Process Change—Full Development of the 2-Pass, 6-Gate Systems Engineering Process

Recently developed by the acquisition and requirements community is the 2-Pass, 6-Gate Systems Engineering Process. 4 This process incorporates the principles of total systems engineering, early involvement of the war-fighting community, early involvement of the prospective contractors, and thorough vetting of cost estimates before moving forward with a program. Though still in the first few years of execution, this system holds great promise for avoiding surprises in the future, but there are several supporting processes that must be developed in order to realize the full potential of this new instruction. A diagram of this process is shown in Figure 1, but the process is laid out fully in SECNAVINST 5000.2D.

Highly intelligent cost estimating tools that cover development through disposal,

Highly intelligent alternative analysis tools,

Physics-based modeling of system parameters that can robustly model expected

performance and behavior of new configurations of ships and ship systems in a combat

environment, and

Program analysis performance tools that accurately predict project success with metrics that are readily available and objective.

4 SECNAVINST 5000.2D of October 16, 2008.

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Sullivan 9 FIGURE 1 Illustration of two-pass, si x-gate review process (SECNAVINST 5000.2D). Process

FIGURE 1 Illustration of two-pass, six-gate review process (SECNAVINST 5000.2D).

Process Change—Improvement of Ship Design and Construction Analytic Tools

The inability to predict ship acquisition cost accurately is a great impediment to budget formulation and execution for shipbuilding programs. It also has eroded the navy’s credibility with Congress. Dramatic improvements in cost analysis tools are needed. Areas for improvement include the following:

Prediction of R&D costs based on system complexity, subsystem technology, and state of development;

Modeling of design and construction workforce requirements;

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Modeling the cost of design tools, including configuration, mass properties tools, Product Logistics Models environment;

Modeling of ship integration and test costs;

Assessment of the costs of facilitization of prime shipbuilding contractor, principal subcontractors, and warfare system contractors;

Modeling of the effects of concurrent workloads from multiple contracts at all

contractors facilities;

Assessment of cost of government warfare center participation in development and

execution; and

Probabilistic cost analysis tools that give the range of estimates and the probability that the estimates will not be exceeded.

Cost estimating tools could benefit from an approach that takes advantage of the massive computing power available today, and also the availability of highly intelligent search engines. The principle should be if cost data exist anywhere, the navy should be able to access them. This means that the cost of any component or commodity could theoretically be queried, stored in the navy–shipbuilder cost database, and periodically updated, either from catalog information, bid pricing, or other publically available information. The navy should adapt one or more of the commercially available search engines for this purpose and mandate its use for all shipbuilding programs. Furthermore, if shipbuilders could continue to execute the Common Parts Catalog initiative of the National Shipbuilding Research Program (NSRP), the search engines could query this catalog for component cost tabulation. The ship design community should not accept the notion that a novel ship, ship system, or warfare system architecture will necessarily degrade cost estimating fidelity. Fundamentally, even the most unique systems must be built by design teams; constructed from parts that are fabricated by a contractor team; and assembled, integrated, and tested by the construction and delivery team. The components and the processes both should be predictable unless they have not been attempted before in any industry.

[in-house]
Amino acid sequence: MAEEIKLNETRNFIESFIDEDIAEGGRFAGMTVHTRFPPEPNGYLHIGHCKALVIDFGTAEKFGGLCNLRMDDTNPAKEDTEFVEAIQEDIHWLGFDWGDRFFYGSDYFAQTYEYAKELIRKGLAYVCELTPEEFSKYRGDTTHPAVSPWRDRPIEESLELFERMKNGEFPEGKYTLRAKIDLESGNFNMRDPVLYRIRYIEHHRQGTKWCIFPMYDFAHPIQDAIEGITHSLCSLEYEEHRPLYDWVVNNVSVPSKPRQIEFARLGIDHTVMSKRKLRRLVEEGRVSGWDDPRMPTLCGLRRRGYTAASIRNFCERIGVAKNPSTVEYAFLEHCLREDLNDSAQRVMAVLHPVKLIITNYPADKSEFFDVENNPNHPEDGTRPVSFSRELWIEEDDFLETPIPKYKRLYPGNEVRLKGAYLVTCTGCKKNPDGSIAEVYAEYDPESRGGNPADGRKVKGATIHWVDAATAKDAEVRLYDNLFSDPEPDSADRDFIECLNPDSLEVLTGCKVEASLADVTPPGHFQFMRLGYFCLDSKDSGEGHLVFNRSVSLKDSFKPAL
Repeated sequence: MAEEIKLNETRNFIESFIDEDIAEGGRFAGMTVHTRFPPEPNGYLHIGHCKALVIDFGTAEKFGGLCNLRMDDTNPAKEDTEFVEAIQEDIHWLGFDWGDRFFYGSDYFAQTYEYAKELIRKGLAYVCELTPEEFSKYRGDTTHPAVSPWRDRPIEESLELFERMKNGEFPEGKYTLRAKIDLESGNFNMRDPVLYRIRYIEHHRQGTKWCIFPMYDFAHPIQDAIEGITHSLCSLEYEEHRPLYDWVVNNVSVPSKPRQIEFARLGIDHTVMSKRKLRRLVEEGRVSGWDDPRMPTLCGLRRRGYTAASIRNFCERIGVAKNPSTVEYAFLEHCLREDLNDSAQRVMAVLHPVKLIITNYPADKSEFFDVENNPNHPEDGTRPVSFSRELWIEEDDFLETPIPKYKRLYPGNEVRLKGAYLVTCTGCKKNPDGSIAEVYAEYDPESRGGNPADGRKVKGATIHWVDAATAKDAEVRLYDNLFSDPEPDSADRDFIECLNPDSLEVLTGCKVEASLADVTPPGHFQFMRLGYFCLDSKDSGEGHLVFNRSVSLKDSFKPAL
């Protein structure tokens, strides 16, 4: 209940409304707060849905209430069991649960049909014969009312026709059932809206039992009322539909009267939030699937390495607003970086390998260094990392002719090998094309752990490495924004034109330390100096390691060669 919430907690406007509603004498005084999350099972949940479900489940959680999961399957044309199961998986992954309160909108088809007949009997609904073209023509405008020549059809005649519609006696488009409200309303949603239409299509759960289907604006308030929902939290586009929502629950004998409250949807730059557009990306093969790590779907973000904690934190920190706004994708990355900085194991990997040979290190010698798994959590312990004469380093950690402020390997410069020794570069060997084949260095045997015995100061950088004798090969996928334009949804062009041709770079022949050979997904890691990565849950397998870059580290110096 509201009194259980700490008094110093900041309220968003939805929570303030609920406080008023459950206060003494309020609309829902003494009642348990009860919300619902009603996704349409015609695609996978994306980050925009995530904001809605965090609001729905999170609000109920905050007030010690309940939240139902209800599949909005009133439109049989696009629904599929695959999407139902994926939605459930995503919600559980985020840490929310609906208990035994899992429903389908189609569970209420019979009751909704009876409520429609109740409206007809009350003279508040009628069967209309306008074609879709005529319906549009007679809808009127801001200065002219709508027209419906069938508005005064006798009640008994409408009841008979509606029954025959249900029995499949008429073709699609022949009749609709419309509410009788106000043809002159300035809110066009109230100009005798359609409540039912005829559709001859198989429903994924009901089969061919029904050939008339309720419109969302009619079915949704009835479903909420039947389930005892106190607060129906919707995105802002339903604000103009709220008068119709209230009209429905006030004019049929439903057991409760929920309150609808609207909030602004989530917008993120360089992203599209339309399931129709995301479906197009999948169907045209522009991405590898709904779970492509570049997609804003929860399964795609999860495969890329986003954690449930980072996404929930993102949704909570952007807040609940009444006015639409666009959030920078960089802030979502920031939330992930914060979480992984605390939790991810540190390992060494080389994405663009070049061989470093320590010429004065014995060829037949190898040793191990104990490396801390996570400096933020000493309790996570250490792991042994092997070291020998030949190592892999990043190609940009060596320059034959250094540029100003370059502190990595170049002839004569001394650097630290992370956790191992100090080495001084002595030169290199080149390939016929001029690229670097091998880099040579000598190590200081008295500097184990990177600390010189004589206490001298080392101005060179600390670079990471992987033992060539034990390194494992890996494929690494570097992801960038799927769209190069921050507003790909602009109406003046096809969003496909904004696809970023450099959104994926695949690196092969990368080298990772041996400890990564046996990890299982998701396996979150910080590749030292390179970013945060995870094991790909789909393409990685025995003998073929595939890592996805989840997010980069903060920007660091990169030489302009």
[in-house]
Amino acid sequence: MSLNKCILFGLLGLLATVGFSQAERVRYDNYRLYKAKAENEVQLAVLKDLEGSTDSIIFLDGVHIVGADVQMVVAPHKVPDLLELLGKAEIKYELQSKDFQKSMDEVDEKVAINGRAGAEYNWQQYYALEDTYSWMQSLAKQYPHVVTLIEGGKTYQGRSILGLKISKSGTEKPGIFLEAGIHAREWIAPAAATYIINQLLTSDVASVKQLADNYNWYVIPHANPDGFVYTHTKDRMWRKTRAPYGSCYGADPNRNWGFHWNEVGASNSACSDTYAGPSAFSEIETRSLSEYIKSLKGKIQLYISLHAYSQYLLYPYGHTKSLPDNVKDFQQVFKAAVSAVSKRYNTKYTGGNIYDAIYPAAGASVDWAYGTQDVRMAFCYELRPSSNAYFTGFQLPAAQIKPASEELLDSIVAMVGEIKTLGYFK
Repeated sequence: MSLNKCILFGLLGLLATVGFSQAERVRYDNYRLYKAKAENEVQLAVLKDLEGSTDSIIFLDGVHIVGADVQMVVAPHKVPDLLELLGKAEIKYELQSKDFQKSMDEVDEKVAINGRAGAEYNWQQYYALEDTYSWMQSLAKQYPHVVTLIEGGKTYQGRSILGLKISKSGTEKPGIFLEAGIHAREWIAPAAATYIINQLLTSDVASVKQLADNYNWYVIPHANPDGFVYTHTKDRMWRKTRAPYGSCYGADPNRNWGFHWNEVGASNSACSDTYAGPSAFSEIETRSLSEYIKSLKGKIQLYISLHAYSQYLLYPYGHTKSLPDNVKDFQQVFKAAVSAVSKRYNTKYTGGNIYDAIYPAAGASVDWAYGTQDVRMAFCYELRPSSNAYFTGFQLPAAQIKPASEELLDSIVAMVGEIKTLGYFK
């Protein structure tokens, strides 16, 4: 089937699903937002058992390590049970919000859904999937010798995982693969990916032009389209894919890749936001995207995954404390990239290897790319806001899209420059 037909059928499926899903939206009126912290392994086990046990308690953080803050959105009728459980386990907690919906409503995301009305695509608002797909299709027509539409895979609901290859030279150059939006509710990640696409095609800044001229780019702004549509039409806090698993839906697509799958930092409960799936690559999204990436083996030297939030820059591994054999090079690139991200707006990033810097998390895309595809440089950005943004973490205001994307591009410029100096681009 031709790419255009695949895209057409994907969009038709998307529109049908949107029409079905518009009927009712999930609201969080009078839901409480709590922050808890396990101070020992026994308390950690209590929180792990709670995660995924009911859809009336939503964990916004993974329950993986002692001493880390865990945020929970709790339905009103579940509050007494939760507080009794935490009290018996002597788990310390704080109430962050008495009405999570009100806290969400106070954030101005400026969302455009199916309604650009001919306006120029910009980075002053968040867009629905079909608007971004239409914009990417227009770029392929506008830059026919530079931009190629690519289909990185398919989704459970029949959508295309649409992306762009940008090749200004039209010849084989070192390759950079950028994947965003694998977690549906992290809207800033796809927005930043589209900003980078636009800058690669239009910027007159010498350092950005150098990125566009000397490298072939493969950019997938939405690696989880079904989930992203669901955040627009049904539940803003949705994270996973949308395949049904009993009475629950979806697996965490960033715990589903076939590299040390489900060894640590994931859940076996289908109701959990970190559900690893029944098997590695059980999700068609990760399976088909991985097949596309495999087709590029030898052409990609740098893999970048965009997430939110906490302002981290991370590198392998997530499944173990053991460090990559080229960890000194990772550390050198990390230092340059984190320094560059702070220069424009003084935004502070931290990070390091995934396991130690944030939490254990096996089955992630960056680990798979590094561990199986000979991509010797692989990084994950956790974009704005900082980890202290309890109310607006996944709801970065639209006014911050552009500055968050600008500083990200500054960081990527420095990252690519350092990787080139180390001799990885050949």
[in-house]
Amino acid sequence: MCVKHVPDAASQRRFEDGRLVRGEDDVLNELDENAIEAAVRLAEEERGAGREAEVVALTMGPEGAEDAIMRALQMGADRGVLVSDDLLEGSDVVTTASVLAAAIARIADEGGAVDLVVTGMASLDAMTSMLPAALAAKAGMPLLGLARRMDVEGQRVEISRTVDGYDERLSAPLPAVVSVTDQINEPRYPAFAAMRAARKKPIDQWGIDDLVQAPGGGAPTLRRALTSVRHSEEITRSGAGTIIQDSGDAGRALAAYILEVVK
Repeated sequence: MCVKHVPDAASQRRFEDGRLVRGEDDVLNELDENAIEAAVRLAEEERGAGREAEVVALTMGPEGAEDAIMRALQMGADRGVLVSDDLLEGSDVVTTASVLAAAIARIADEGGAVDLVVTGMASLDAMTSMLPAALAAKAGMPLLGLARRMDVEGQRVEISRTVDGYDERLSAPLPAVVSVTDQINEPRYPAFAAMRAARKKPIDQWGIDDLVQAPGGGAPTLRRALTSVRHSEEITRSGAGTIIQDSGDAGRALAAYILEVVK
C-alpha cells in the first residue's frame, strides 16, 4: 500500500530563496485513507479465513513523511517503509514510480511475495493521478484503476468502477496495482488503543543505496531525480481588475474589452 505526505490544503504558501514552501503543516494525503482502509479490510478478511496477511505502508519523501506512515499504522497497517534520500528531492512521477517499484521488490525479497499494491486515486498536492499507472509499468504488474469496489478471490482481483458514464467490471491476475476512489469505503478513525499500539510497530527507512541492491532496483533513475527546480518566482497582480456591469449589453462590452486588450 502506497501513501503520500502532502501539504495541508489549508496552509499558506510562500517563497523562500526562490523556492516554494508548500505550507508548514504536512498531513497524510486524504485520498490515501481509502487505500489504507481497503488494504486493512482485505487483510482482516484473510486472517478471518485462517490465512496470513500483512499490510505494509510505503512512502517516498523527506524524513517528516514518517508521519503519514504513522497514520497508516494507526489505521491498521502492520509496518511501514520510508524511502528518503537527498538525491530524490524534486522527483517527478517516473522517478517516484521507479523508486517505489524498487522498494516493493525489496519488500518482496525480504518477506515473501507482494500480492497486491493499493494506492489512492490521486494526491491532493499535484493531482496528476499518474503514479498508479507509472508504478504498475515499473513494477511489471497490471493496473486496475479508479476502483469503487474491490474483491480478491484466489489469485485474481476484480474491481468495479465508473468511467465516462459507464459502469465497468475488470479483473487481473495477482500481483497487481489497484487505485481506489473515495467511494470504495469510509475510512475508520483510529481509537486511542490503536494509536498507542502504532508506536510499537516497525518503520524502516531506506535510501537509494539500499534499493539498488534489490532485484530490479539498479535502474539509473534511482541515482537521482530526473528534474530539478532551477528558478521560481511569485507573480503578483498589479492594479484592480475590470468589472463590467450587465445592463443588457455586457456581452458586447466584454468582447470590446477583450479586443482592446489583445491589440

Process Change—Higher Fidelity Physics-Based Tools for Ship Design

Ship design physics-based modeling tools have improved dramatically in the past decade. However, there are still significant gaps in both knowledge and tools for day-to-day ship design tasks. The R&D community could help develop better tools across the board. As is the case for cost estimating tools, the new generation of physics-based modeling tools should take advantage of the improving state of both computing power and existing commercial software tools. However, the design community still lacks tools in many areas that affect the cost of the ship. Included in any serious list of needed tools are